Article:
People say getting their hair cut is like therapy. But in this Philadelphia barbershop, it's not a joke.
"Looking at your hair, you're looking in the mirror, you just feeling good," said Andre Scott, owner of Clean Is Mandatory.
NEWSY'S BIANCA FACCHINEI: What is it about barbershops that make them an easy place to open up?
ANDRE SCOTT: They see you week in, week out for years and you build a relationship.
Scott has been a barber for over three decades. In that time, he's done much more than cut hair.
"'I'm just done. I'm ready to give up.' When you hear that quitting, that anger ... Those are some key words you need to jump on real fast," Scott said.
He has always has a good relationship with clients. But it was The Confess Project — a nonprofit that trains barbers to be mental health advocates — that helped him take it a step further.
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"The more barbers we train, the more people we can get into counseling, get into a support group, or find other resources that we've been able to help people with — from housing, food and hunger and all the other things that come around mental and well-being challenges," The Confess Project Founder Lorenzo Lewis said.
Lewis was inspired to make a difference after his own journey with depression and anxiety. He says he knew right off the bat that barbershops were the right place to start.
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"I knew very well what it felt like to be in beauty shops and barbershops, and knowing that my first barber was my mentor, it played a huge, huge role in my childhood," Lewis continued.
It's a theory backed by research.
A study from Harvard says, "Barbers can engage communities at their grassroots levels and provide an important piece to a puzzle that in some cases can mean the difference between life and death."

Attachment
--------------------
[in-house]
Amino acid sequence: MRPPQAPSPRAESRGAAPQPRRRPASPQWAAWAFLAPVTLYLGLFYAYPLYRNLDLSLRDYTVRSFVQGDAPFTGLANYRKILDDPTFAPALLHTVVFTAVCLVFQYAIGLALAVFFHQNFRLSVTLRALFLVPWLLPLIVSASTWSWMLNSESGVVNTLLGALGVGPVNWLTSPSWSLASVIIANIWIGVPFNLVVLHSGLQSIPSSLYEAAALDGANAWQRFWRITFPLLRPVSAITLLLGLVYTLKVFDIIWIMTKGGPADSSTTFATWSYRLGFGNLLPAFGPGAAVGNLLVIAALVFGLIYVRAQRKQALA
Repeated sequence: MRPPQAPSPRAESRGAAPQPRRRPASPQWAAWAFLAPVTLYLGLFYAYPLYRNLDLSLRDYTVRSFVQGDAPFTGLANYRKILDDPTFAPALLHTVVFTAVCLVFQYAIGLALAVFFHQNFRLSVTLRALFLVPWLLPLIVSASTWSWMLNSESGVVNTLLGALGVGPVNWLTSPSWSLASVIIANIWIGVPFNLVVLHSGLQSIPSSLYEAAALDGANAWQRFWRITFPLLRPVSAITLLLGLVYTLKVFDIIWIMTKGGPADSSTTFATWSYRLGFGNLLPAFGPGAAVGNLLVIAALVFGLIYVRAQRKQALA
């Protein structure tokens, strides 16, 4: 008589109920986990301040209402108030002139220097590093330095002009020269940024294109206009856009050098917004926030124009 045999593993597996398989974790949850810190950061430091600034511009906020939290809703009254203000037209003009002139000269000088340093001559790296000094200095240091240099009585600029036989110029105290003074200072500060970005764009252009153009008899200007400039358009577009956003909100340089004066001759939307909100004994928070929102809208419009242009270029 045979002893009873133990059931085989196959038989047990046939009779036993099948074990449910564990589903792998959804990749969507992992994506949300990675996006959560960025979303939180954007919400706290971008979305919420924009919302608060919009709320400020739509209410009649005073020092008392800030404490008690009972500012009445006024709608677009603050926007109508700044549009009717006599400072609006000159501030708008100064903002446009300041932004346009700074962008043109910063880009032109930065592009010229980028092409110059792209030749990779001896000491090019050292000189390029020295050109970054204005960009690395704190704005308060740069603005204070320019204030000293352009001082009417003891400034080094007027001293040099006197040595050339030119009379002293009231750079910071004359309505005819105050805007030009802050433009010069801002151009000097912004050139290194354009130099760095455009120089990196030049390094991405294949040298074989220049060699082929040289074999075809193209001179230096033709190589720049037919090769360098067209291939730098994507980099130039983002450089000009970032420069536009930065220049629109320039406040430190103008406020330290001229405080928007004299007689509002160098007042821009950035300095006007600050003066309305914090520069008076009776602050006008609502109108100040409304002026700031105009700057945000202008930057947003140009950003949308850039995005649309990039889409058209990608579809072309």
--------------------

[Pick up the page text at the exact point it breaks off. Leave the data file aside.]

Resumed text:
Scott says he couldn't agree more.
"I had a client come in my chair and ask for a haircut, a good haircut. So, he described to me the best haircut, and I said, 'I got you. I'll give you a good haircut any time.' He said, 'No, this is my last haircut.' I figured he was moving or going to jail. I didn't know what was going on. He enlightened me that he was going to take his own life," Scott said. "I literally took off that day at work and was with him all day. All praises to God, he actually didn't take his life. ... That was definitely life-or-death because out of all the people in his life, he decided to open up to me."
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That's one of many examples Scott gave to demonstrate the impact he's had on his clients. But he acknowledges it's a two-way street.
"It's not always the barber helping the client," Scott said. "Sometimes it's the client helping the barber."
Newsy’s mental health initiative “America’s Breakdown: Confronting Our Mental Health Crisis” brings you deeply personal and thoughtfully told stories on the state of mental health care in the U.S. Click here to learn more.
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